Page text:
The decision as to whether to have half of our son’s brain disabled was now in our lap. Many tests had been performed. 40 specialists at CHOP had reviewed the case and all had given the green light (not a single hesitation). Matthew was an ideal candidate for a Hemispherotomy. “If he were my son, I would be scared,” his neurologist told Joan, “But I would definitely have him go through it.”
And so, we were meeting with Dr. Kennedy, the surgeon who would perform the several-hour long operation. It was February. We had lots of questions for him, including this one: “Is Matthew getting too old for this surgery? Wouldn’t it have been better if we had it done a few years ago?”
“Right now, there is a 19-year-old young lady who is here in rehab. I performed this same surgery on her last month. She wanted rid of her seizures. And she is now seizure free!”
At that moment Joan and I were thinking the same thing. It is so hard to decide something like this for your child. What would he want? And how could he possibly know what he wants? We decided that this young lady, through her experience, would speak for Matthew. It helped us make a hard decision and to be at peace with it, thinking that this is what Matthew would choose if he had sufficient understanding.
Fast forward several months… I was having breakfast with a group of guys. It had been a little while since we had met together. I was sharing with them what Matthew had just gone through and the progress he was making and how he is now seizure free.
“What was the name of the surgery? And who did you say the doctor was?” asked my friend, Ross, sitting to my right. I answered.
“I think that’s the same surgery my granddaughter had. And that doctor’s name sounds familiar. I have to call my daughter and find out for sure.”
It was my turn to ask the questions. “How old is your granddaughter? When was her surgery?”
“19” and “The beginning of this year.”
Yes, this was the girl who had helped to pave the path – a young lady, Abby, also from Lancaster County. A few minutes later Ross was on the phone with his daughter, telling the story to her, and then passing the phone to me. “Please tell your daughter thank you. Her decision not only benefited her, but her story helped us feel comfortable with an exceedingly difficult decision.” In turn she thanked me for saying so. The recovery has not been easy, she told me, but Abby (at the time) had just achieved the ability to walk as much as two miles! So, with hearing the continuing story of her progress, she encouraged us again.
“Joan, you aren’t going to believe my story from breakfast this morning…”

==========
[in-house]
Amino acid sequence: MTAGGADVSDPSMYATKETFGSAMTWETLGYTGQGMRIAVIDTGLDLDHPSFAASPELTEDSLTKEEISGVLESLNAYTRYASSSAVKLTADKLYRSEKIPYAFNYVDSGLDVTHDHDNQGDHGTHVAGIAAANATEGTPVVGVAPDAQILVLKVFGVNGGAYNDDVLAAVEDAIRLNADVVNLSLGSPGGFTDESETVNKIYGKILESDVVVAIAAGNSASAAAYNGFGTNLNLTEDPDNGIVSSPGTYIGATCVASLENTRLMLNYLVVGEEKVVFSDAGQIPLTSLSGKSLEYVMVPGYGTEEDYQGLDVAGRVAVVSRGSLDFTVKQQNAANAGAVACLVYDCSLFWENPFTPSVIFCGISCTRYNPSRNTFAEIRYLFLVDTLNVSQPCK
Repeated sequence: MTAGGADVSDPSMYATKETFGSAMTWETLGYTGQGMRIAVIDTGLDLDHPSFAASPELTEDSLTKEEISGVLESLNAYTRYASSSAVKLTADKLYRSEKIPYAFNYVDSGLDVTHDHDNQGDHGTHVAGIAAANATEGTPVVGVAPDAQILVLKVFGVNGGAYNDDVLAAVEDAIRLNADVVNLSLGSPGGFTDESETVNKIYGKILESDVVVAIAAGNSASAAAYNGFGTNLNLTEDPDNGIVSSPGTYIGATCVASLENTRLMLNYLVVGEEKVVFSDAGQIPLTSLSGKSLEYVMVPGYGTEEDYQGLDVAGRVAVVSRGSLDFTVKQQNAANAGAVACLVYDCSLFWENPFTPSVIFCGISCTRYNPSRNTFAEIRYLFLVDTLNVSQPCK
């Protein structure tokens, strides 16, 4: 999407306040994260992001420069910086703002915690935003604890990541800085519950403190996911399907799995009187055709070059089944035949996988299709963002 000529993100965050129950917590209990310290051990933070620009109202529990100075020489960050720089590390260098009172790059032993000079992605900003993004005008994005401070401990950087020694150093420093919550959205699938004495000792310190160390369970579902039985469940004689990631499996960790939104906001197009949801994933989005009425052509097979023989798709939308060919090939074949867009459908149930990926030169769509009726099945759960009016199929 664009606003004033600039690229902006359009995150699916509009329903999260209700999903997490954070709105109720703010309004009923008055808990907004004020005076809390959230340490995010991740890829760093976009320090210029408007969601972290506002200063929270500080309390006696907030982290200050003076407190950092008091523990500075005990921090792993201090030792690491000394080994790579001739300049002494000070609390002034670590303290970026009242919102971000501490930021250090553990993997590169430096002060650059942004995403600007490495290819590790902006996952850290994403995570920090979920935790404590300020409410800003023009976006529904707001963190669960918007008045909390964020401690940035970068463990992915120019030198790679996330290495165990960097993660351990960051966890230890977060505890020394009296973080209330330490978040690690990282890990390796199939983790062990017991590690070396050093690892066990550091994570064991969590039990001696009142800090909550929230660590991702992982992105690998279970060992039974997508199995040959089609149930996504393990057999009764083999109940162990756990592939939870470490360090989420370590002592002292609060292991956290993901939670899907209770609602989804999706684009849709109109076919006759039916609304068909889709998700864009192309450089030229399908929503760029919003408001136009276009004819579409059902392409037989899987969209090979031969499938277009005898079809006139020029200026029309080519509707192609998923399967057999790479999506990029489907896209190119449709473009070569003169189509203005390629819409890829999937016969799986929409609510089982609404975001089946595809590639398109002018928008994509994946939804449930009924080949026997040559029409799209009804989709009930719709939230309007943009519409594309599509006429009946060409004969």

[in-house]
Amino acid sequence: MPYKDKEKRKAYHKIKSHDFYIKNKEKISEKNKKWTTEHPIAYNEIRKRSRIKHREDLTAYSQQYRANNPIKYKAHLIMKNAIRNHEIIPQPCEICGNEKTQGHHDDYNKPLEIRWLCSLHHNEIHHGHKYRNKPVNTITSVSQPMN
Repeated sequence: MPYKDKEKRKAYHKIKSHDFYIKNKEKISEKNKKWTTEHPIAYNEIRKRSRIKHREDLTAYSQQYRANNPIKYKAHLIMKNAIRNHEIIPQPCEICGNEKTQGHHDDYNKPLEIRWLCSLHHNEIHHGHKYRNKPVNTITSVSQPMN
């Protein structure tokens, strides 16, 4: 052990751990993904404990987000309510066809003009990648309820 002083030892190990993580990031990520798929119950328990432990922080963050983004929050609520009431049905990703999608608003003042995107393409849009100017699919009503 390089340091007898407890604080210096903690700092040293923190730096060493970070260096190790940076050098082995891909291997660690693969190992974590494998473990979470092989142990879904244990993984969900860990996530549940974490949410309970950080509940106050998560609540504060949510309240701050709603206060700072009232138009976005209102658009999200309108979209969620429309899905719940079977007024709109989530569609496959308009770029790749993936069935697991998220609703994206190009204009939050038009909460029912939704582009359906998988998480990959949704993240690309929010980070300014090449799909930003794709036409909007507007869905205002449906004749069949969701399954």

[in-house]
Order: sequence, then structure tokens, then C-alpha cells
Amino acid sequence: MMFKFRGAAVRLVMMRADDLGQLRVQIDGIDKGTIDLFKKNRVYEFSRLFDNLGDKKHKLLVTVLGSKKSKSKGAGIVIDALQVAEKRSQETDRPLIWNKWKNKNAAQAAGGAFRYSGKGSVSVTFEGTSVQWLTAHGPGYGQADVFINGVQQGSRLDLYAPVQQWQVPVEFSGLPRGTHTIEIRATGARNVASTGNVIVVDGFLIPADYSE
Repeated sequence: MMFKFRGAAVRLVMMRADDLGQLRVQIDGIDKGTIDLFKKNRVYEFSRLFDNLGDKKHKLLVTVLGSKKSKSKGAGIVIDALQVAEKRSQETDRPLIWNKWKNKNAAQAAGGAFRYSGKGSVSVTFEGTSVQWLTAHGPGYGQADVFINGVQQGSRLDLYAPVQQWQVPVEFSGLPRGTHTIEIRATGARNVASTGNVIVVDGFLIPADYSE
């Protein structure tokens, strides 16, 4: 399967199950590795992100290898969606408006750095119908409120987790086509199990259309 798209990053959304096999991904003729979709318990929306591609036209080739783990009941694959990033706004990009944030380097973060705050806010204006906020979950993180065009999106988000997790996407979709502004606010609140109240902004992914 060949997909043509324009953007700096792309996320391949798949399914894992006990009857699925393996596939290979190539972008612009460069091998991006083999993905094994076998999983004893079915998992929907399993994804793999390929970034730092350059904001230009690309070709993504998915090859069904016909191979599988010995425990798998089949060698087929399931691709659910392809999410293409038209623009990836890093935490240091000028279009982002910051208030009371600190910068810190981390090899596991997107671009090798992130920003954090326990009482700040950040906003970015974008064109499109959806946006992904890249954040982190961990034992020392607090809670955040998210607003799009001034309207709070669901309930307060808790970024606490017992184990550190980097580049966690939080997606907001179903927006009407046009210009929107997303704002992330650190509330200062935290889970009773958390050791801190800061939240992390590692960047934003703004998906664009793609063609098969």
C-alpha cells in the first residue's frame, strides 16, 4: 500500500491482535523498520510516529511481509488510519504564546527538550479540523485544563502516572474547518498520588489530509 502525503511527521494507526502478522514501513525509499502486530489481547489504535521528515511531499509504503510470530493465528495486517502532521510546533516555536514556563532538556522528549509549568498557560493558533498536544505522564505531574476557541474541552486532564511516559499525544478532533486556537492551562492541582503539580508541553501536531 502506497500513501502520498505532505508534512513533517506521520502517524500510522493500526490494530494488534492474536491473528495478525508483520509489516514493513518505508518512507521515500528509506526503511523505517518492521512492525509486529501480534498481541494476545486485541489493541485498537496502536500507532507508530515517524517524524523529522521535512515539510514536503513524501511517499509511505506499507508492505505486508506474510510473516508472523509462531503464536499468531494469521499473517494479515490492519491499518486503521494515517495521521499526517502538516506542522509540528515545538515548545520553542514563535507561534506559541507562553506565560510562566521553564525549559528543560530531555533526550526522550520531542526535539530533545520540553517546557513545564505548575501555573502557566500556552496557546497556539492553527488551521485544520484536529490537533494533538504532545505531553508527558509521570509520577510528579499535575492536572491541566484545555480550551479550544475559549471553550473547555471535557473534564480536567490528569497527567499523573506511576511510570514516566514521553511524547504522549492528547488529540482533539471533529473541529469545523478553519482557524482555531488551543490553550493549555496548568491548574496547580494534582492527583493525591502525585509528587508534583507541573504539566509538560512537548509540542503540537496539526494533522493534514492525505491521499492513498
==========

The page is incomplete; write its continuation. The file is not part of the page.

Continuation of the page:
One of these days we’re going to meet Abby. For one, her grandfather is determined to bring him to our church (Calvary) so his Adult Bible Fellowship can meet the one they’ve been praying for. Perhaps we’ll meet her at that time, if not before.
Abby is a paver in our lives. Though at the time she didn’t know it, she was helping to lay a path that would make our journey easier.
Matt is another paver. He is our Matthew’s cousin. He was at Lancaster Rehab recovering from Guillain- Barre Syndrome (GBS) and learning to walk again when Matthew and I visited him. It was in the Spring of 2020 and because of Covid our visit was by seeing one another through an exterior window and simultaneously talking with one another by phone. At the time, I had no idea that Matthew would face a somewhat similar ordeal.
Few, if any, have had a bigger heart for our Matthew than this cousin. This past weekend was Matt’s daughter’s birthday. Throughout the evening Matthew had watched the other children jumping on the trampoline. Joan proudly, but with sadness, watched Matthew encourage the other children. Jumping has been one of his favorite things in the world (whether a bounce house or trampoline). Just before we left the party, Matt said to our Matt. “I’ve got a surprise for you.” Realizing what he had in mind, Joan protested, “But he can’t climb in.” Undaunted, Matt replied, “We’ll get him in.” And that is the context of a clip from a video that we treasure!
The trouble with honoring individual pavers is that others on an exceedingly long list go unmentioned. There is friend, Russ, for example, who also had to learn to walk again because of GBS. (Russ’ story is entitled: A mile in my Shoes – Joan wrote the forward to his book). How supportive he and his family have been! He is one of those who, for months, never took off that purple wristband. And it isn’t just those who’ve experienced rehab – everyone on Team Matthew has made the path easier through prayer, encouragement, gifts, and acts of service (read back through our posts and you’ll see many examples).
Thanks to each of you for the paving stones you lay!